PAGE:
The standard PGV products with wall thickness S of 0.75 mm may feature microc­racks of considerable length that typically pass through multiple growth cones. Upon reaching the cone the crack stops, and the new one is generated in the adjoining lay­ers. Virtually defect-free structure is highly unusual in standard PGV products. As the microcrack plane runs nearly parallel to the deposition surface such microcracks act as large thermal resistances during heat transfer by thermal conductivity in the direction perpendicular to the deposition surface. The number of microcracks has a considerable effect on the PGV thermal conductivity value and on its behavior with temperature change.

Powder metallurgy technique of processing the heat insulating materials has a considerable effect on their structure and properties [10, 27]. Porosity increase in ZrC-based samples from 5 to 70 % leads to thermal conductivity drop by an order of magnitude depending on the structural features, particularly, on skeleton structure factor and closed or open porosity.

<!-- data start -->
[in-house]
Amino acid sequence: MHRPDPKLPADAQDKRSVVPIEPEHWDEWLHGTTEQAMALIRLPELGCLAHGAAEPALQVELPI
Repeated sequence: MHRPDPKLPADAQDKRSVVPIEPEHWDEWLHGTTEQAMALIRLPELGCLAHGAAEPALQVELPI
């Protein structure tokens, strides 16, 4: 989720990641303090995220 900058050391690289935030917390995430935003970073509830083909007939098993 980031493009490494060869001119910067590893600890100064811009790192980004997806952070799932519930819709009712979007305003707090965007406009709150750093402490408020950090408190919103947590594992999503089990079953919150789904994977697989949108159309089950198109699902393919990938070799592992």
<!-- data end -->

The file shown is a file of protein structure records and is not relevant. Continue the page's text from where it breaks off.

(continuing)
For example, porous fibrous ZrC (see Fig.4.27d) processed by thermal diffusion impregnation of carbonized fiber by zirconium show lower thermal conductivity than carbides with continuous skeleton matrix, despite their equal density. Natural structural variation in a porous composition inevitably leads to the scatter in heat conductivity values between samples from the same batch. It is to be noted that the temperature coefficient a thermal conductivity in highly porous carbide materials is similar to the one for the dense carbides, with some influence of heat radiation in pores noticeable only at temperatures above 1,800 °C.

Fig. 4.27 A microscopic structure of porous ZrC carbides (a, b), foam ZrC carbide (c). fibrous ZrC carbide (d) all with porosity (P ^ 75%) layered carbide-graphite (ZrC + Pq. P = 25%) (e), (a, b, c x200), (d x70)